Lyx: separating content and style through document processing

It’s been a while since I posted anything here, mainly because I haven’t read anything interesting in that time, which is mainly because we’ve spent the past month or so gearing up for undergraduate exams.  Now that exams are effectively over, we’re marking…sigh.  Together with the exams, our department is on a writing workshop in the hope that by the end of the year we’ll each have a peer-reviewed article ready for publication.  While this is a great way to bite the bullet and get something out, it does take away time from the more interesting task of finding and blogging about cool stuff.

So it’s the weekend, I have a huge pile of scripts to mark and an article to complete for review on Monday…and here I am, working on this post.  But it’s work-related, so I don’t feel bad.  The reason it’s work-related is because I’ve recently started using a document processor for writing articles, called LyX.  A document processor differs from a word processor (like OpenOffice) in that it attempts to separate the process of writing from the process of typesetting, or formatting.

This separation of content and style is hardly a new concept but has been increasingly evident in the whole Web 2.0 hype that makes use of the idea that content wrapped in meaningful XML tags can be syndicated in almost any form and presented in almost any format.  In the early days of the web, it was also being addressed in the argument against HTML tags that described the formattin of content, rather than it’s structure.  CSS is what allowed that separation to take place, but not to the degree that XML does.  While this isn’t really the place for that discussion, I just wanted to highlight the point that the separation of content and formatting has been an issue since we started using computers to write documents (here’s a great video by Michael Wesch that demonstrates this idea really well).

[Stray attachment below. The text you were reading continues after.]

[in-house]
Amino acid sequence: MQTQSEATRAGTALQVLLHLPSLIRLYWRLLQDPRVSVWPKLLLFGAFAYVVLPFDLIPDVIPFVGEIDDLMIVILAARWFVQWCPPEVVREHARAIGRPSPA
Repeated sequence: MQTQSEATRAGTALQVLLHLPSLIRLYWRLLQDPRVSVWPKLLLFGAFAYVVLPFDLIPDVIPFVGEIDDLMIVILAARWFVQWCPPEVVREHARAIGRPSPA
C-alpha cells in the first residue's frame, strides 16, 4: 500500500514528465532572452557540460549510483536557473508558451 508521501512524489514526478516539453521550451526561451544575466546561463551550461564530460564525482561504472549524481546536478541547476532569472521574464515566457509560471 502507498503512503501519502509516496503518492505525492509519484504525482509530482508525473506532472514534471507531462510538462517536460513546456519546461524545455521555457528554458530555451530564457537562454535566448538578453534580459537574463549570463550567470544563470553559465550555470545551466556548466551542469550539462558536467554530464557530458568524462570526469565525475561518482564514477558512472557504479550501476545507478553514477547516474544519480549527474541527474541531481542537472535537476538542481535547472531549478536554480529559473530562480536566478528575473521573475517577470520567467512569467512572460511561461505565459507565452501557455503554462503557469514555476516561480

The earliest word processors gave everyone the power to format content, which could be argued is a good thing because choice is important, right?  While the ability to decide text colour, font size, page margins and the thousand other options present in a word processor may be great for that letter to your mom, it’s almost meaningless when it comes to academic writing, the formatting of which is already determined by either your institution or publisher.  So when I write, why should I have to bother with formatting?

This is where LyX comes in.  By separating the writing process from the typesetting process, Lyx gives the writer the ability to concentrate on writing, rather than mucking about with trying to figure out how to insert and keep track of in-text citations and all the other soul-destroying aspects of computer-based academic writing.  It also allows you to output your document in any of the major formats you require.  For example, my institution uses the APA style of document formatting, so when I’m done writing, I literally press a button that outputs my work to a PDF document, already formatted for publication.

This post has gotten incredibly long, so I’ll end with a few links to more information if you’re interested in checking it out.  A word of warning though, if you’re not used to the idea that content and style are fundamentally different, there’s a steep learning curve when switching to something like Lyx.